Product Spec Sheet
RoleBrandsProducts Used
ManufacturersSwisspearl - Building envelopes and living spacesSwisspearl Largo Fiber Cement Panels
ManufacturersArmstrong Building Products
ManufacturersAmeripolish
ManufacturersCertain Teed
ManufacturersCrossville
Light controlingLutron Electronics Co. Inc.

More than just a building

Swisspearl - Building envelopes and living spaces as Manufacturers

Materials respond to the campus context combined with an interpretive reading of the institution’s history and mission. A limestone base increases in transparency to the north toward the entrance. Two white planes above the base define the east and west facades, while a two-story glass wall angles toward the campus entrance to welcome visitors. The west plane marks the entry with a fold as if dog-earring a page for future reference. Perforations derived from the pattern of a composition booklet provide shade on the west facade and dappled light to the interior. A slate wall recalls the classroom chalkboard leading visitors through the building’s entrance.  


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Missouri State University entrusted local practice Dake Wells Architecture with the design of this new welcome center, which serves as a front gate to its Springfield campus. Conceived as a signature building for the institution as a whole, the five million dollar, 13,000-square-foot facility doubles as a multi-purpose venue for special events and a gathering place for visitors and prospective students.


Enhancing the building’s visual presence, the architects devised a monumental two-story scheme that allows for a future expansion incorporating existing admissions and registration services. In addition to the spacious entrance lobby, the ground floor accommodates public functions, such as the hundred-seat auditorium and a small catering kitchen; administrative offices and conference rooms are located on the upper level and are accessed via a suspended walkway. The building enclosure combines a variety of materials in response to the surrounding campus context. The rear ground-floor spaces are largely concealed behind limestone cladding; to the north, the envelope increases in transparency, culminating in a tapering glass curtain wall that accentuates the building’s main entrance. The architects used a seemingly paper-thin layer of white Swisspearl panels to sheathe the fully glazed upper sections of the east and west façades. The latter extends slightly beyond the pointed corner of the building where the lower part folds slightly away to extend a welcoming gesture to visitors. Inspired by the pattern of a composition booklet, a seemingly random arrangement of circular perforations feeds dappled light into the atrium and allows views from the second-floor walkway.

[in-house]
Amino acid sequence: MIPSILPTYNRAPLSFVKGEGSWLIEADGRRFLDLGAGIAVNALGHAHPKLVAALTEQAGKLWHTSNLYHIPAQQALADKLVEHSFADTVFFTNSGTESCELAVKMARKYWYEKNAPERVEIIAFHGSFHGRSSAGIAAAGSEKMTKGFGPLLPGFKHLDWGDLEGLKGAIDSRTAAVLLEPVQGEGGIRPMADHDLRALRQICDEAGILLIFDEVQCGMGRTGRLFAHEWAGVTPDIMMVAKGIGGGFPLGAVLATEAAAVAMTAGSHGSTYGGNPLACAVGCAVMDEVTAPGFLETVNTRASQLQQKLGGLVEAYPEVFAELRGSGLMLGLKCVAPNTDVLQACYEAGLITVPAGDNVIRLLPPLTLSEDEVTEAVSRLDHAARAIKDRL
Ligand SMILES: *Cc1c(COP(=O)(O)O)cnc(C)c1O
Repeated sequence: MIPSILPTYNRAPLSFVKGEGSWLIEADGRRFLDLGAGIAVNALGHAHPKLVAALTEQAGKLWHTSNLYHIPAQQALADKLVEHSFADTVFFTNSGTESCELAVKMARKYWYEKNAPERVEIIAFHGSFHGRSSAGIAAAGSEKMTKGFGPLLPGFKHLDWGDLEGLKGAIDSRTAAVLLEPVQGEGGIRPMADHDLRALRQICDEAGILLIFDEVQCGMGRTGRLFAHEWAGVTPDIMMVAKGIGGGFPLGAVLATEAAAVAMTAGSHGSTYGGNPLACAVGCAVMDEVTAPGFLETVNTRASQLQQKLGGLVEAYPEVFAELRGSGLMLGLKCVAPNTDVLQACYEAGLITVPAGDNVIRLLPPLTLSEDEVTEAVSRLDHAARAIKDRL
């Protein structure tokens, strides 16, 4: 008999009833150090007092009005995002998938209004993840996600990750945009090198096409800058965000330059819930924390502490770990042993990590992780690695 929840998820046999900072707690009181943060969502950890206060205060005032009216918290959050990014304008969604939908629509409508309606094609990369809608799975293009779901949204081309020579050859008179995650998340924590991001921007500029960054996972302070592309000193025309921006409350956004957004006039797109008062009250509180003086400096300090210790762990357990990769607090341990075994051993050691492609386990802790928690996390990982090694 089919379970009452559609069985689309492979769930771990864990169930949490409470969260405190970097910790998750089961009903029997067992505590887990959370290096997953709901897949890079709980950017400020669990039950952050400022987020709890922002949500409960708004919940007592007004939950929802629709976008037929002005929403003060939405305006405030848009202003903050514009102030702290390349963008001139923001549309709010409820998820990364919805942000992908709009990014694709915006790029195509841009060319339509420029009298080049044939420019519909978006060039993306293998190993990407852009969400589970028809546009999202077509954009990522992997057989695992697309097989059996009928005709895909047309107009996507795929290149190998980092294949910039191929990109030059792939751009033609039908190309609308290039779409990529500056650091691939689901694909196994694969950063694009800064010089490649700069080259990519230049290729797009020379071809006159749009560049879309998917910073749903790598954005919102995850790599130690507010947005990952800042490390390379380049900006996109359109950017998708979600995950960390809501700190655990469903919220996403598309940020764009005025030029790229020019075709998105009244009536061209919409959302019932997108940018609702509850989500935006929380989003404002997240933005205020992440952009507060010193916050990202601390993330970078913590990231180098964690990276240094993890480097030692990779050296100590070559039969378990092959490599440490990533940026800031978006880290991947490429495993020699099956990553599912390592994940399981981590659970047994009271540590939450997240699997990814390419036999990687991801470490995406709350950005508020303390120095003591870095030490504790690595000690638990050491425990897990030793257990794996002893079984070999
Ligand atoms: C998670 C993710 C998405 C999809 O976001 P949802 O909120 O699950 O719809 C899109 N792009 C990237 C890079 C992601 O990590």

Davis-Harrington Welcome Center at Missouri State University

Dake Wells Architecture as Architects

Missouri State University’s new two story, 13 000 square foot student welcome facility serves as the campus’s “front door” and providing an impressive first impression to prospective students. In addition to providing a point of origin for campus visits, the two story lobby and 100 seat presentation room provide a multi-purpose venue for special events.  


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In the highly competitive world of higher education, first impressions are critical. Building on the strength of Missouri State University’s history and brand, this new 13,000 square foot facility serves as the institution’s “front door”, welcoming visitors to campus at its primary entrance. In addition to providing a point of origin for campus visits, the two-story lobby and 100-seat presentation room provide a multi-purpose venue for special events. The program is arranged in a two-story scheme, placing administrative functions on an upper level, increasing its visual presence and reinforcing the campus edge.


Materials respond to the campus context combined with an interpretive reading of the institution’s history and mission. A limestone base increases in transparency to the north toward the entrance. Two white planes above the base define the east and west facades, while a two-story glass wall angles toward the campus entrance to welcome visitors. The west plane marks the entry with a fold as if dog-earring a page for future reference. Perforations derived from the pattern of a composition booklet provide shade on the west facade and dappled light to the interior. A slate wall recalls the classroom chalkboard leading visitors through the building’s entrance.  


Archello

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